Illustration courtesy Marlyn and Raven Bennett. Design and logo by Ian Regier
Oct. 22, 2018
National conference builds momentum for change in Canada's child welfare system
Welfare of Indigenous children on agenda as Faculty of Social Work hosts first national conference of its kind Oct. 23-26
The numbers basically speak for themselves. Indigenous children, under the age of 14 make up over half — 52.2 per cent — of foster children in Canada. Considering that Indigenous children make up just seven per cent of Canadian children, the numbers can rightly be called staggering, even alarming.
Arlen Dumas, grand chief of the Assembly of Manitoba Chiefs, characterized the situation by saying, “It’s truly looking more and more like a second generation of residential school.” Last November, Jane Philpott Canada’s minister responsible for Indigenous Services referred to Indigenous children in care as a “humanitarian crisis.”
Groundswell of change building
Against this backdrop, on Oct. 23-26, Canada’s child welfare experts, leaders and practitioners will meet in Calgary to discuss the Future of Child Welfare in Canada. The sold-out conference, which is being hosted by the University of Calgary Faculty of Social Work, is the first gathering, of this scope, to address these issues in Canada.
“This conference comes at an important time in the history of child welfare in Canada,” said University of Calgary social work professor Dr. Dorothy Badry, PhD, one of the organizers who is well known for her work in Fetal Alcohol Syndrome Disorder. “As researchers, advocates, practitioners and policy-makers it’s my hope that we can have conversations and make connections that will help to spark real change in this country.”
Alex Scheiber, deputy director of child welfare in British Columbia, and leader of the National and Provincial Directors of Child Welfare, says the conference reflects a growing determination to address the underlying issues in the child welfare system and to spark a truly national conversation.
“There's a huge wave of energy across Canada to move toward a better system, a dramatically different system of child welfare,” says Scheiber. “What we've been doing for the last 50 years has been more or less the same model. We need to look at dramatically different systems and approaches. My hope is that we can share information, we can share strategies, and we can build on that significant momentum and produce a report that inspires everyone to continue with that charge.”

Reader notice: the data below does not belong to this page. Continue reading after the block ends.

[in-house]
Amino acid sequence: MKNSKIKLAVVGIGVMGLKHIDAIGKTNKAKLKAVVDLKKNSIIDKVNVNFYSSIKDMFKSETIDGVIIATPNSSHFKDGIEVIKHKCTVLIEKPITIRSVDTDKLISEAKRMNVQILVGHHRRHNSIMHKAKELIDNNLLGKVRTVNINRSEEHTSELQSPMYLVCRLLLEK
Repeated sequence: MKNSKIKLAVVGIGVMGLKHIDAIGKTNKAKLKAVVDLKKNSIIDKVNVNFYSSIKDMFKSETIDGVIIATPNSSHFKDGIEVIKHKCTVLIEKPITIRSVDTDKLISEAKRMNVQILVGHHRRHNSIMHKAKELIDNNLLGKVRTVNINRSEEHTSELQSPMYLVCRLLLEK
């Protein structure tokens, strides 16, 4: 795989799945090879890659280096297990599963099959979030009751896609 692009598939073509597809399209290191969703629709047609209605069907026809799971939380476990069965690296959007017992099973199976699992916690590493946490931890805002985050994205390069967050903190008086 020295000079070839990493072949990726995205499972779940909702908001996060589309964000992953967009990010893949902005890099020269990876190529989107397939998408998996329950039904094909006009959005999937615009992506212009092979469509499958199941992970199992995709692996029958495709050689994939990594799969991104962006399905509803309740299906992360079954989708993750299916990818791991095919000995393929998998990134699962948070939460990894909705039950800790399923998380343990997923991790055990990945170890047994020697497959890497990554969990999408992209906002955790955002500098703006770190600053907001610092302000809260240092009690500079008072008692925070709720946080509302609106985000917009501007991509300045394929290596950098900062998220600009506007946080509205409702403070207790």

Senate of Canada
Murray Sinclair and Mike Downie headline keynote speakers
The conference, which is being held at the Sheraton Cavalier hotel, brings together the provincial and territorial directors of child welfare with the 9th Annual Prairie Child Welfare Consortium conference. Organizers say the gathering provides a unique opportunity for everyone involved or affected by the child welfare system — including researchers, policy-makers, bureaucrats, Indigenous leaders, and front-line practitioners — to share information about models and proven strategies that are working for Indigenous communities.
The gathering will also feature an impressive list of keynote speakers including Senator Murray Sinclair, chief commissioner of the Truth and Reconciliation Commission (TRC); Mike Downie, co-founder of the Gord Downie and Chanie Wenjack Fund, and Graydon Nicholas, former lieutenant governor of New Brunswick and the first Aboriginal person to hold this office.
In many ways it’s fitting that the University of Calgary Faculty of Social Work hosts this gathering as it reflects leadership role the faculty has taken over the years in moving to address these issues.
“My hope is that this conference can provide an opportunity for the deep conversations we need to have about protecting children in Canada right now,” says Dr. Jackie Sieppert, dean of the Faculty of Social Work. “I am also hopeful that a collaborative and constructive national conversation, building on the work of the Truth and Reconciliation Commission, the Human Rights Tribunal and other significant national Indigenous strategies will create a watershed moment in child welfare in Canada. We owe that to our children.”
Raven Sinclair (below), scholar and survivor of the '60s Scoop/Indigenous Child Welfare system, will present on the '60s Scoop at a free public lecture Oct. 24 at 7:30 p.m. at the Glenbow Museum. Get your tickets.